Daud Shah Sabah, Afghanistan’s Mines and Petroleum minister said: “We have successfully implemented the security structure of the biggest mining project in Afghanistan. It’s successfully done. We have that model and we will implement it in TAPI as well.”
“We hope that the terrorist groups that are coming from outside into Afghanistan will be expelled by the communities once the community has an asset there for them, which is the TAPI pipeline,” he added.
In order to diversify its natural gas markets, Ashgabad has already reached tentative agreements with Turkey, Japan, and South Korea. The European Union, which is looking to decrease its dependency on Russia, also expects to start receiving natural gas supplies from Turkmenistan by 2019.'
It ought to be remembered too that Helmland ,a key opium growing region controlled by the Taliban and the region through which the TAPI pipeline is set to run. The energy security dimension of this war and the geopolitics is seldom mentioned in the media, though US State Department press conferences state plainly it as an aim.

It has long been recognised that the Taliban is not one force and that there divisions within it that could be exploited so as to bring about a negotiated ceasefire between more 'moderate' Taliban factions and Kabul. This would be the only way in which provinces such as Helmland could be 'pacified'.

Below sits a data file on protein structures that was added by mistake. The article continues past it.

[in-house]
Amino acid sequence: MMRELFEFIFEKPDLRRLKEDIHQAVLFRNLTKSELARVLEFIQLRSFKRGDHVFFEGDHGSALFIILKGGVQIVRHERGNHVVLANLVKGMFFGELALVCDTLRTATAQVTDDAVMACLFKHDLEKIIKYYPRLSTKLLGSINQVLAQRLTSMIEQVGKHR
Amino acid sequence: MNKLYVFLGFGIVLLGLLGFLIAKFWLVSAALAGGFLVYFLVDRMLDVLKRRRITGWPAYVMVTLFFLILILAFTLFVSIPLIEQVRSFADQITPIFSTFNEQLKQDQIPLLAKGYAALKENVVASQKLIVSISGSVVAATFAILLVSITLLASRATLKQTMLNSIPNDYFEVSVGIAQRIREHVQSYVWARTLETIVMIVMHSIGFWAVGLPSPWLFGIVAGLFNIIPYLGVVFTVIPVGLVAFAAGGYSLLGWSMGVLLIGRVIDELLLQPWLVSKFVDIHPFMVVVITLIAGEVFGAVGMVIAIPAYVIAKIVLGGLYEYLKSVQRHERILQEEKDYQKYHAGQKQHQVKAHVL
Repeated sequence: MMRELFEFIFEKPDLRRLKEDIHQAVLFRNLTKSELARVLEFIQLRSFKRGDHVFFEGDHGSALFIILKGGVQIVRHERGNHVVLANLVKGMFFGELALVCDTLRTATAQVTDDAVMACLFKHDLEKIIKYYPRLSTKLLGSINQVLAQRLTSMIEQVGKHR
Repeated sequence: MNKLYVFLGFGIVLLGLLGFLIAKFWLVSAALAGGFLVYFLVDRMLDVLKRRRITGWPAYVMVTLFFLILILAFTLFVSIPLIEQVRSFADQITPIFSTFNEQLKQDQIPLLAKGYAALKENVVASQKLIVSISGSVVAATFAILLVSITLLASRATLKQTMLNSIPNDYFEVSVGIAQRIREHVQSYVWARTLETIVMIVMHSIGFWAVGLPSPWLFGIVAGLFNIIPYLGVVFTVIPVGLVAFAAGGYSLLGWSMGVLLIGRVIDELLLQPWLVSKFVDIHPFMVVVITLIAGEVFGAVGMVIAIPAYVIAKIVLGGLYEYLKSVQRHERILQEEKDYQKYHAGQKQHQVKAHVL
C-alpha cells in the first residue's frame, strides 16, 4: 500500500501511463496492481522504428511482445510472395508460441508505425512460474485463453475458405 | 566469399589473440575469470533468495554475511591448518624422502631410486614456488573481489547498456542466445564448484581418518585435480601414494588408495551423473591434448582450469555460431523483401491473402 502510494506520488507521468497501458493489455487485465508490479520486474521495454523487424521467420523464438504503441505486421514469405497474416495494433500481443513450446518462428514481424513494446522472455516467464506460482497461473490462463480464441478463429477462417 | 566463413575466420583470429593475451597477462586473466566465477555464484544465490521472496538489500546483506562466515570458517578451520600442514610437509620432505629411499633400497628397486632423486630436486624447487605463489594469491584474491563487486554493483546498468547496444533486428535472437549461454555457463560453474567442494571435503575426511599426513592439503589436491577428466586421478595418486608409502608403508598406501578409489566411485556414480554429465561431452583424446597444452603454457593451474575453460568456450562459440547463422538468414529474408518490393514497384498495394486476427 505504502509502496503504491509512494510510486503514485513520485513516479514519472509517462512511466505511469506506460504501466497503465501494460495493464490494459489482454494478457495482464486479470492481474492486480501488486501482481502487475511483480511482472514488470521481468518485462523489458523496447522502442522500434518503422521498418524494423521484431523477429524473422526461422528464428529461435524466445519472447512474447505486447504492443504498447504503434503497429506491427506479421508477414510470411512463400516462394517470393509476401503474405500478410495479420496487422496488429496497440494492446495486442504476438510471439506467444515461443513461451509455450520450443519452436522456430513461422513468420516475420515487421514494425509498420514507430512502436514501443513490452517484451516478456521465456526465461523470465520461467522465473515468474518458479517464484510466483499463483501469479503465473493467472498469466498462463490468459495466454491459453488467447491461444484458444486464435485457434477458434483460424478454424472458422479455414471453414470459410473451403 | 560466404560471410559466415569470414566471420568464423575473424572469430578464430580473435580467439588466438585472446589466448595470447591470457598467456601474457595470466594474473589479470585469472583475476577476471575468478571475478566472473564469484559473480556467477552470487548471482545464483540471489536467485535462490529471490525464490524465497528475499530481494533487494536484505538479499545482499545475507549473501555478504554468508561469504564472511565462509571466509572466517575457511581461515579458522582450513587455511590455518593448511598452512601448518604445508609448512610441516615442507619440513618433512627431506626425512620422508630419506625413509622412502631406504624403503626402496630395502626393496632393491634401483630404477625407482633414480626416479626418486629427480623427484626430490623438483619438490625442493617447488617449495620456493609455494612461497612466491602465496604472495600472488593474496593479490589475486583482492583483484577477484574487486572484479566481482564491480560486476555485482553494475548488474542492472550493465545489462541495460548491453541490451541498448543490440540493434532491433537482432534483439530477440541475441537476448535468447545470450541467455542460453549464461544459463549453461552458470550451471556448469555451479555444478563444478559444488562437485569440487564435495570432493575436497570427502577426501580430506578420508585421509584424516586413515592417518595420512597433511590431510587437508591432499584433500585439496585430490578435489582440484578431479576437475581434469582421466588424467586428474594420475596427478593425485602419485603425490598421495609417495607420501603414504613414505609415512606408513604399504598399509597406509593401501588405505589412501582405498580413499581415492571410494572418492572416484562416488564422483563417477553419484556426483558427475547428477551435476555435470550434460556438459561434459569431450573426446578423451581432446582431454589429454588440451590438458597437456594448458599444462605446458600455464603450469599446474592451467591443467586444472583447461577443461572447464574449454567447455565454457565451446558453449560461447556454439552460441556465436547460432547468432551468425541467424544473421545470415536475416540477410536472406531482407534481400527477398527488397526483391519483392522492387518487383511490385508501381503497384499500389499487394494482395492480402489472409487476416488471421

So long as the Taliban are excluded from having a role in Afghanistan's political process they have every interest in thwarting Kabul and its economic development projects, not least as the futile 'War on Drugs' crusade in the 2000s alienated poor farmers and pushed them towards the Taliban without reducing the demand for drugs in the West.

It's profits from the lucrative drugs trade, from heroin trafficked through corrupted states from Central Asia through into Europe via the Balkans, that enables the Taliban to keep up its armed insurgency and control the pipeline route regions. That, in turn, raises what's at stake for the US-NATO and Kabul in continuing the war without end.